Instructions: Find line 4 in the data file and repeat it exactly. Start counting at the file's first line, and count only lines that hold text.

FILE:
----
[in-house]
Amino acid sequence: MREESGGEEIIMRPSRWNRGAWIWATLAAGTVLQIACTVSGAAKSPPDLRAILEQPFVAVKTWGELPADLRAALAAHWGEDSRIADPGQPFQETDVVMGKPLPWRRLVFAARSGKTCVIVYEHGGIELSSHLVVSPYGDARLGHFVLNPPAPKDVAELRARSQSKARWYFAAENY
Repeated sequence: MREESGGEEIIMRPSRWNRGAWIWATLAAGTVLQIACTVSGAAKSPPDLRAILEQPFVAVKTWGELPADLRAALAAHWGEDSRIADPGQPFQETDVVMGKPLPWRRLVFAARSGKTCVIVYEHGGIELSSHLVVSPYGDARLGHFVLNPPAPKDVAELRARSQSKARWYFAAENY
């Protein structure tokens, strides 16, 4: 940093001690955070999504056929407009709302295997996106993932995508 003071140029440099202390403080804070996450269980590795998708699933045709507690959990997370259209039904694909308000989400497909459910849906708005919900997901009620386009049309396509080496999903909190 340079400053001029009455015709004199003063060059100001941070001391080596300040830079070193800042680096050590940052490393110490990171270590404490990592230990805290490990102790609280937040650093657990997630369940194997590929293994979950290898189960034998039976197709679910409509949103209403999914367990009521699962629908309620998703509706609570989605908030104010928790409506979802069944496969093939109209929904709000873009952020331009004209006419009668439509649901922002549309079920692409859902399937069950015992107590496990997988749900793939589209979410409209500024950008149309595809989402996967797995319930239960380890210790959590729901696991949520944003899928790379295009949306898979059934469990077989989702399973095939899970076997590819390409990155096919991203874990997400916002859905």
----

């Protein structure tokens, strides 16, 4: 940093001690955070999504056929407009709302295997996106993932995508 003071140029440099202390403080804070996450269980590795998708699933045709507690959990997370259209039904694909308000989400497909459910849906708005919900997901009620386009049309396509080496999903909190 340079400053001029009455015709004199003063060059100001941070001391080596300040830079070193800042680096050590940052490393110490990171270590404490990592230990805290490990102790609280937040650093657990997630369940194997590929293994979950290898189960034998039976197709679910409509949103209403999914367990009521699962629908309620998703509706609570989605908030104010928790409506979802069944496969093939109209929904709000873009952020331009004209006419009668439509649901922002549309079920692409859902399937069950015992107590496990997988749900793939589209979410409209500024950008149309595809989402996967797995319930239960380890210790959590729901696991949520944003899928790379295009949306898979059934469990077989989702399973095939899970076997590819390409990155096919991203874990997400916002859905």